Slowing Down Fast Fashion

Fast fashion is defined as inexpensive clothing produced rapidly by mass-market retailers to meet demands of latest trends. The fashion market is constantly changing, and so brands have to keep up by continually producing new products for the mass market. This translates to roughly 80-100 billion items of clothing being produced annually. For all of those items to be homed, every single person in the world would need to buy 10-13 items every year. Maybe that doesn't sound like a lot to you, but think about the millions of people in the world who don't have access to clean water, let alone high street fashion. Because of this mass production, the fashion industry generates 4% of all global waste, 92 million tons. Furthermore, a report by the Global Fashion Agenda in 2017 found that the fashion industry is responsible for the emission of 1.715 millions tons of carbon dioxide, roughly 4.3% of global carbon emissions.

The ecological and carbon footprint of the fashion industry has been in the firing line in recent years. Many people were likely unaware of the impact this industry was having, as it is so far removed from your typical environmental discussion. Talks of climate change tend to focus on planes, cars, steaks, and oil, not dresses, labels, fabrics, and blazers. But anything and everything has a carbon footprint, and it just so happens that fashion has a big one.

Many of our favourite high street brands are guilty of cent

ring their business around a model of fast fashion: mass production, quick turnarounds, high waste. H&M is a perfect example. Their business model involves producing high volumes of clothes, and moving them from the production table to the shop floor as quickly as possible. H&M outsources production to factories throughout Asia and Europe. In Bangladesh and Cambodia, they purchased 100% of their factory outputs for 5 years up front, making them the sole customer of those factories. This enables them to have a stronger grip on improving working conditions, but also maximising productivity. H&M also produces 20% of their products based on-present day trends, whereas the other 80% is produced in advance based on expected trends. Using IT technology, they are able to produce that 20% on the go, and ship it out to their stores as and when. This reduces their lead times and posits them ahead of competitors on latest trends. This has been a key strategy for the success of the brand, but highlights how quickly the fashion industry can change. The fact that brands feel the need to be able to produce 20% of their products and have them in stores in real time shows that they believe people will not buy them later down the line. They have to have them now. This now-culture is what makes fast fashion such a problem environmentally.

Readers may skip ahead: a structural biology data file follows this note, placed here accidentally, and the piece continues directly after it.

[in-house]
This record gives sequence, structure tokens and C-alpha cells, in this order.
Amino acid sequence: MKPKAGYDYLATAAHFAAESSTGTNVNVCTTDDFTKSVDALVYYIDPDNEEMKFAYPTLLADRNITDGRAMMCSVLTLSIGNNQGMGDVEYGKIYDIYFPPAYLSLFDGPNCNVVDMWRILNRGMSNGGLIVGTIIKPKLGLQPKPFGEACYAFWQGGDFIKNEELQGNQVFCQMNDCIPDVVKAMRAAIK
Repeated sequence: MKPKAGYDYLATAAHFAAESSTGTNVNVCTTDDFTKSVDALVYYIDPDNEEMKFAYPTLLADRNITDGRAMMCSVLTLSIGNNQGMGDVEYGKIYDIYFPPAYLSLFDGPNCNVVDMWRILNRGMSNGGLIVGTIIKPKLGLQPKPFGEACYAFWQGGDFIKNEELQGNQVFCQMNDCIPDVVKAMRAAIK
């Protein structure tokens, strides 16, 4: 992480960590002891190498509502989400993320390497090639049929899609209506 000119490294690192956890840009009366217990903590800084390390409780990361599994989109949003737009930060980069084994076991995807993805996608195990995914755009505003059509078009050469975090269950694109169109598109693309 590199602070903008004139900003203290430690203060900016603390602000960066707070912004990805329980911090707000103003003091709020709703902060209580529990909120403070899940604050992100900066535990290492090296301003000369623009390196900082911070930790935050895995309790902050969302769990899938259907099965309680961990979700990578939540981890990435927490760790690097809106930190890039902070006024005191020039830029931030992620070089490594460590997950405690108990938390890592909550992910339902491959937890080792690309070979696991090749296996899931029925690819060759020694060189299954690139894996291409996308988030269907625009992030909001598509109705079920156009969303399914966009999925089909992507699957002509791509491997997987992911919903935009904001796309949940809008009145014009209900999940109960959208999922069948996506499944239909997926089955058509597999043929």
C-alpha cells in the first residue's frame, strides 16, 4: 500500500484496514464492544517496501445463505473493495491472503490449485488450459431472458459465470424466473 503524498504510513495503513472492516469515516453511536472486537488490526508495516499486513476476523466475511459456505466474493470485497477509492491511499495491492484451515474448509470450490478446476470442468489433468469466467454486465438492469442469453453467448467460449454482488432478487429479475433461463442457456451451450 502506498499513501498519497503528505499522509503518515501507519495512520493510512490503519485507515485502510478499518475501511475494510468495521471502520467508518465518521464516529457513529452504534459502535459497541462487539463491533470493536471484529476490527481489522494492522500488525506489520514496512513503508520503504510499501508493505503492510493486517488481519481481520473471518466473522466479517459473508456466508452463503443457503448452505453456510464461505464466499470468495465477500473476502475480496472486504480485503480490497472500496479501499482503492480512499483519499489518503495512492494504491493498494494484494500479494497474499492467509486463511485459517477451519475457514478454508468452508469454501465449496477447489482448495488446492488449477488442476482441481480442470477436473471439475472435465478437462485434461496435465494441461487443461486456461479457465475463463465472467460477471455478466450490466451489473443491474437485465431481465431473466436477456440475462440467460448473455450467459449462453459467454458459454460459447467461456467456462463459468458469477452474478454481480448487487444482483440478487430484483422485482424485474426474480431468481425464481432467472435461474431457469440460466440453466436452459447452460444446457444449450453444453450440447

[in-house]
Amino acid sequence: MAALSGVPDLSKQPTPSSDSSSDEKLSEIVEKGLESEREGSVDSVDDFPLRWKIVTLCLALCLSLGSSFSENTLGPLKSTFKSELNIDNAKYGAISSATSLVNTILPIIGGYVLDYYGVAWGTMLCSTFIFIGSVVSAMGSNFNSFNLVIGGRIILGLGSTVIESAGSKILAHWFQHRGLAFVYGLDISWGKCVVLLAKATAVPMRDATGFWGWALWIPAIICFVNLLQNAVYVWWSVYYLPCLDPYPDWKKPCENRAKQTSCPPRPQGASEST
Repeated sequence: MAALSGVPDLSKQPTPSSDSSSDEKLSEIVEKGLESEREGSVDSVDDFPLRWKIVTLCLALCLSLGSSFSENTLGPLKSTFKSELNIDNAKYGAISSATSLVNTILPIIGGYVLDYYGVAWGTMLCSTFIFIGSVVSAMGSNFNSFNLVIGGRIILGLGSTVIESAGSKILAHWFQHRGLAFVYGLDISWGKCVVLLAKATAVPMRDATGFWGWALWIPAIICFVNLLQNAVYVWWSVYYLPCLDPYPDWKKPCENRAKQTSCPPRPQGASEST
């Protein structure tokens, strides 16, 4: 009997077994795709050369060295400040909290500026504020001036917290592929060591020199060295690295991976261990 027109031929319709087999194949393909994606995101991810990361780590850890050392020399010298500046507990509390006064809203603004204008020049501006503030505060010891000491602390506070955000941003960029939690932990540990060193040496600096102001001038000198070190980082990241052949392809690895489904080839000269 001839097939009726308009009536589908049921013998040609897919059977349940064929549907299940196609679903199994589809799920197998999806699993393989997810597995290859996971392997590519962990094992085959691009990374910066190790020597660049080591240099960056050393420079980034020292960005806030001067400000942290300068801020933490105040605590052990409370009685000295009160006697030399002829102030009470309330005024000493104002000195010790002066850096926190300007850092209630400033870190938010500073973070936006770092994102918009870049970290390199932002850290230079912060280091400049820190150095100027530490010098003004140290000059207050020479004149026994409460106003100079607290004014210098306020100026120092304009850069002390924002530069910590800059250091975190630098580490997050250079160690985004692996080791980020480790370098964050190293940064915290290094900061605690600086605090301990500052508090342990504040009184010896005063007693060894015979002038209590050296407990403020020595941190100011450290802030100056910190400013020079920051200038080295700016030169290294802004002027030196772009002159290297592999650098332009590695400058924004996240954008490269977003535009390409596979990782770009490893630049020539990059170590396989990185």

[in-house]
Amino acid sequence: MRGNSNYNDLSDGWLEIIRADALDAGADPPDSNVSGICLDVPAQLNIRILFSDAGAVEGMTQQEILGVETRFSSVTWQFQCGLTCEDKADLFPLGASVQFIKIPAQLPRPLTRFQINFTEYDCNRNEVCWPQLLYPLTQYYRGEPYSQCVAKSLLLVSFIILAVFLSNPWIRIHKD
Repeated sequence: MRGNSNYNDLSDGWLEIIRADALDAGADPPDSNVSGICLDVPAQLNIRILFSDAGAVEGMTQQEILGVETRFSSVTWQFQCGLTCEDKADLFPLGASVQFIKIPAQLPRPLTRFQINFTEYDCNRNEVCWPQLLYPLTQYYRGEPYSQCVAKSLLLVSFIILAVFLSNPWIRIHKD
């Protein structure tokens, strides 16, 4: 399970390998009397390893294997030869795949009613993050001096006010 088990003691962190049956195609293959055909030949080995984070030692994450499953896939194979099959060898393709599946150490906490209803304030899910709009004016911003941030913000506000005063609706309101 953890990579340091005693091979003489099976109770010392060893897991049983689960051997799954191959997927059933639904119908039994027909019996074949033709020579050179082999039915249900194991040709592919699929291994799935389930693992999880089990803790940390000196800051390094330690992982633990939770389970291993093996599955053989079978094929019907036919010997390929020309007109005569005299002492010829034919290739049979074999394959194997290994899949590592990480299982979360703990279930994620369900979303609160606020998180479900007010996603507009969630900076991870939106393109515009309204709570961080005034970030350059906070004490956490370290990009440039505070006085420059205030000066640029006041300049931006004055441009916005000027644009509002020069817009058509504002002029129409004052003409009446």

We live in a consumerist society, where we can buy something we want today, and have it at our front door tomorrow. While these advances have arguably improved our daily lives and economies, they have allowed for a cultural shift in expectations. Living through COVID-19 strict lockdowns, where we can't always get the exact groceries we want, and we can't always have something delivered the next day, and the frustration and damage this is causing demonstrate how accustomed we have become. The carbon footprint of this now-culture is making waves, and more and more articles (like this one) are published expressing concern, and some even attacking industries like the fashion industry for their environmental impact. It's not the fashion industries fault; it's ours.

Successful business has always worked off basic principles of supply and demand. Technological advances have created a world where unreasonable and absurd demands have become the norm. You can consume as many products as you want, have them delivered the next day (or even the same day) without ever leaving your bed. Everything is literally a couple of clicks away. As long as this demand exists, businesses like H&M will supply products to feed it. And, why shouldn't they? Yes you could argue about the moral ramifications of manufacturing products when you know roughly 80% will eventually end up in landfill, or running a business which is polluting the atmosphere with CO2. But, you could make the same moral argument to every single one of their customers. If their business is thriving from their fast fashion now-culture model, how can we expect them to change? Money makes the world go round.

If we truly want to do anything about fast fashion and the wasteful nature of the fashion industry in general, we have to put our money where our mouth is. Stop investing in fast fashion. Don't give a single penny/cent of your money to an industry that knowingly dumps 10 million tons of clothes on landfills, where dyes can leach chemicals into the soil to be washed elsewhere and cause ecological damage.

Slow fashion

The slow fashion movement focuses on sustainability, and considers the impact of clothes before buying them, on people, animals, and the environment. Much of the slow fashion movement centres around the environment, but what is so great about it is the incorporation of the humanitarian aspect too. The fashion industry is sometimes known for appalling working conditions and unfair treatment of workers, particularly brands who produce their clothes in lesser developed countries. Their working conditions are often sub-standard (to put it nicely) and they often do not pay their workers anywhere near enough for the hours/work they do. This is often the appeal of locating factories in certain places, and explains why products can be priced so low. We absolutely should not be supporting brands that use such practises. The slow fashion movement takes into account the treatment of staff and thus, often the sustainable choice is the humanly ethical choice too.